|NORFOLK (June 20, 2013) Tugboats move the aircraft carrier USS Enterprise (CVN 65) away from the pier at Naval Station Norfolk for Newport News Shipbuilding. Enterprise will be dismantled at the shipyard prior to the scheduled commissioning of the next aircraft carrier Enterprise (CVN 80). (U.S. Navy photo by Mass Communication Specialist Seaman Scott Barnes/Released)|
The ship, nearly six months into her dismantling process, was moved by tugboat on the James River to Newport News Shipyard with almost 150 Newport News Shipbuilding and Huntington Ingalls Industries shipbuilders aboard.
"The main purpose of bringing the Enterprise up here is to defuel and deactivate her. This is the only shipyard capable of this," said Denis Geary, who works in the radiological controls department at Newport News.
The move marks one of Enterprise's final trips underway and is expected to be the last opportunity for shipbuilders and crew to ride the ship.
Shirley Langston was part of the original planning for the ship.
"I worked on the 'Big E' from the beginning- it was my first project 55 years ago. It's sad to see her go, but we are all proud of what she's done."
Throughout Enterprise's 51-years in service, many of the career shipbuilders riding the ship worked on Enterprise during her scheduled maintenance periods.
Henry Deese, an engineering analyst at the shipyard, talked about his time working on Enterprise. "Working on the ship from the beginning and following it throughout its life had been rewarding. I was part if the team that started it and I'm part of the team that will finish it. It's sad to see Enterprise go when it's the first, last, and only one of its kind, but that's life."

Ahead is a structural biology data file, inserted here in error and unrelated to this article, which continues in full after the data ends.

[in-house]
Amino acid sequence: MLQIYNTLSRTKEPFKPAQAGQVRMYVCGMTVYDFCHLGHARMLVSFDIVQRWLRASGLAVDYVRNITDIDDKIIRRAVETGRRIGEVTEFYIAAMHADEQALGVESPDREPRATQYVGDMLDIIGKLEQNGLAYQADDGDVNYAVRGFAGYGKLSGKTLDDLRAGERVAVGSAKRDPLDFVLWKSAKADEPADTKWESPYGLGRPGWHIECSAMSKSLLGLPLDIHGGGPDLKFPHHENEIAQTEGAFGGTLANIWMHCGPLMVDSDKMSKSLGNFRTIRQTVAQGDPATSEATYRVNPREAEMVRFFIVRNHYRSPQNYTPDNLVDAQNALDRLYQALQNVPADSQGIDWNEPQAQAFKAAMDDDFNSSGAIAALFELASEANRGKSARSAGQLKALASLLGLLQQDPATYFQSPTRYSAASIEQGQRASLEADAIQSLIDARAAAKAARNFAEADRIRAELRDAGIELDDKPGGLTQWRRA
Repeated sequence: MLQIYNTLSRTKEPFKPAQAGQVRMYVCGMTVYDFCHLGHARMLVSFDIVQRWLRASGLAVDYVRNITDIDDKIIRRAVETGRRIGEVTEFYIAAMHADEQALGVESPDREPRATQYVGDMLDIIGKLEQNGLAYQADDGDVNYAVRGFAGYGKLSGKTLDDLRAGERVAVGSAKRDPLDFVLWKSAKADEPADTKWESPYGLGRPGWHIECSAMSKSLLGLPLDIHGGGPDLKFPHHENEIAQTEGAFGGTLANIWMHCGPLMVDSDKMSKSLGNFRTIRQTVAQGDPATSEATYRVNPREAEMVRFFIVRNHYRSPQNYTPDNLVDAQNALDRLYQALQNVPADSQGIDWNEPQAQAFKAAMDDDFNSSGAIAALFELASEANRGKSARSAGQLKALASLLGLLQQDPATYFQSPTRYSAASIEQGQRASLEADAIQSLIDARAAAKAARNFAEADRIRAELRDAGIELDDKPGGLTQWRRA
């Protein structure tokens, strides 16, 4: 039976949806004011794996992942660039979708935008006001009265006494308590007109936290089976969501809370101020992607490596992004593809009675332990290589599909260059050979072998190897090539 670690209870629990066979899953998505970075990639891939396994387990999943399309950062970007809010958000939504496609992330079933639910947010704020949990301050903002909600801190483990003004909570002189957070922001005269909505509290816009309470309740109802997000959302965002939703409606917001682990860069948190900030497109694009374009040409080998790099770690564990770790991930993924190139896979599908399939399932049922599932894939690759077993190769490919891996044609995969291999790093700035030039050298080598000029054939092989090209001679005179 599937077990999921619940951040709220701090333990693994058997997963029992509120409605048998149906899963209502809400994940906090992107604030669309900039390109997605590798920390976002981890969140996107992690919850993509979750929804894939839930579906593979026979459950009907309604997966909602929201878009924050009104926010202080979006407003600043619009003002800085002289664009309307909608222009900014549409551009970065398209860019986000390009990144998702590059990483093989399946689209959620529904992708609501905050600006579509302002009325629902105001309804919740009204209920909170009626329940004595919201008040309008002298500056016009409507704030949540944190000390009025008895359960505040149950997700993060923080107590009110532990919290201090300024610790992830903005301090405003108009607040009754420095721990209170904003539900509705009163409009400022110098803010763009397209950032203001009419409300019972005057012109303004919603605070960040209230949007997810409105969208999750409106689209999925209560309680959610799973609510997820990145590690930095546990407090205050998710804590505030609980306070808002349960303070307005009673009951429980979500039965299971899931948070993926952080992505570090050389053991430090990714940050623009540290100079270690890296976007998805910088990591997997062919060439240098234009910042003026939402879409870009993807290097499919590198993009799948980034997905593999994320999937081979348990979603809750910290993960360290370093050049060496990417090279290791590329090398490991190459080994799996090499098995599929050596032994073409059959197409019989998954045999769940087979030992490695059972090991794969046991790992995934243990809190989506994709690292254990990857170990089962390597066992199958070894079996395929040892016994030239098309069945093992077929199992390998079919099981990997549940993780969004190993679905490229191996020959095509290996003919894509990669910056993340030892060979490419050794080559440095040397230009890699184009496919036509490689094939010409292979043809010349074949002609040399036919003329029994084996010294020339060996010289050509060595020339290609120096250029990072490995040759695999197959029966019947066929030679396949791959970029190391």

Captain William C. Hamilton, Jr., Enterprise's commanding officer, monitored the ship's progress from the navigation bridge. "It's sad to see a ship with such a history taken apart and the Sailors leave, but we are looking forward to commissioning the next Enterprise. Right now our focus is the safety of our Sailors and shipyard workers as we take the ship on this underway and continue the dismantling process."
Enterprise's keel was laid at Newport News Shipbuilding in 1958 and she was commissioned November 25, 1961. The ship was formally inactivated at a ceremony held at Naval Station Norfolk December 1, 2012. The announcement that the next nuclear-powered aircraft carrier, CVN-80, will be called Enterprise was made at this ceremony.